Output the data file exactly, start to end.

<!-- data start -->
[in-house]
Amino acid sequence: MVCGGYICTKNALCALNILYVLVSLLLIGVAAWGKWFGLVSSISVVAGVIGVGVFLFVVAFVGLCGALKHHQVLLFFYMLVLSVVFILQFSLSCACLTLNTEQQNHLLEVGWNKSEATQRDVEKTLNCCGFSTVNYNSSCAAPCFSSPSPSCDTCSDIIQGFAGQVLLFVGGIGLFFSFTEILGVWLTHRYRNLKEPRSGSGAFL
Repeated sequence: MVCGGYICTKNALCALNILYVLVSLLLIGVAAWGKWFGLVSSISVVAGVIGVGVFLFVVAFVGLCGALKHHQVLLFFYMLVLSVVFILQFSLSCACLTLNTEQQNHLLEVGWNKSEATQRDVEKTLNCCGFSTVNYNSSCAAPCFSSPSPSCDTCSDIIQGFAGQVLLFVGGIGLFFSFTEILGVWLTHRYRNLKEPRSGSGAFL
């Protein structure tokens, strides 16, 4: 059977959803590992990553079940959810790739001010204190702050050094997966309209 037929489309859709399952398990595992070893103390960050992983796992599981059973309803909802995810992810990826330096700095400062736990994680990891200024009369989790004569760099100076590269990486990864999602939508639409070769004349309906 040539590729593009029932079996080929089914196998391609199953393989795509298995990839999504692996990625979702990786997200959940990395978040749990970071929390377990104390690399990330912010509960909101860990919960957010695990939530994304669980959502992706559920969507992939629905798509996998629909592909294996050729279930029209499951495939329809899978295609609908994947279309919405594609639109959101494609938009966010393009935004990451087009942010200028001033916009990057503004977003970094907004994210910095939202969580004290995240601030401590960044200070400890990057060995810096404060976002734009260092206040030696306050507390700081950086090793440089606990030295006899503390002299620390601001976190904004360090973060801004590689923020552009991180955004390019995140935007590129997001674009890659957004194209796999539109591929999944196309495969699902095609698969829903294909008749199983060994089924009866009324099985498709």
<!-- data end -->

[in-house]
Amino acid sequence: MVCGGYICTKNALCALNILYVLVSLLLIGVAAWGKWFGLVSSISVVAGVIGVGVFLFVVAFVGLCGALKHHQVLLFFYMLVLSVVFILQFSLSCACLTLNTEQQNHLLEVGWNKSEATQRDVEKTLNCCGFSTVNYNSSCAAPCFSSPSPSCDTCSDIIQGFAGQVLLFVGGIGLFFSFTEILGVWLTHRYRNLKEPRSGSGAFL
Repeated sequence: MVCGGYICTKNALCALNILYVLVSLLLIGVAAWGKWFGLVSSISVVAGVIGVGVFLFVVAFVGLCGALKHHQVLLFFYMLVLSVVFILQFSLSCACLTLNTEQQNHLLEVGWNKSEATQRDVEKTLNCCGFSTVNYNSSCAAPCFSSPSPSCDTCSDIIQGFAGQVLLFVGGIGLFFSFTEILGVWLTHRYRNLKEPRSGSGAFL
């Protein structure tokens, strides 16, 4: 059977959803590992990553079940959810790739001010204190702050050094997966309209 037929489309859709399952398990595992070893103390960050992983796992599981059973309803909802995810992810990826330096700095400062736990994680990891200024009369989790004569760099100076590269990486990864999602939508639409070769004349309906 040539590729593009029932079996080929089914196998391609199953393989795509298995990839999504692996990625979702990786997200959940990395978040749990970071929390377990104390690399990330912010509960909101860990919960957010695990939530994304669980959502992706559920969507992939629905798509996998629909592909294996050729279930029209499951495939329809899978295609609908994947279309919405594609639109959101494609938009966010393009935004990451087009942010200028001033916009990057503004977003970094907004994210910095939202969580004290995240601030401590960044200070400890990057060995810096404060976002734009260092206040030696306050507390700081950086090793440089606990030295006899503390002299620390601001976190904004360090973060801004590689923020552009991180955004390019995140935007590129997001674009890659957004194209796999539109591929999944196309495969699902095609698969829903294909008749199983060994089924009866009324099985498709």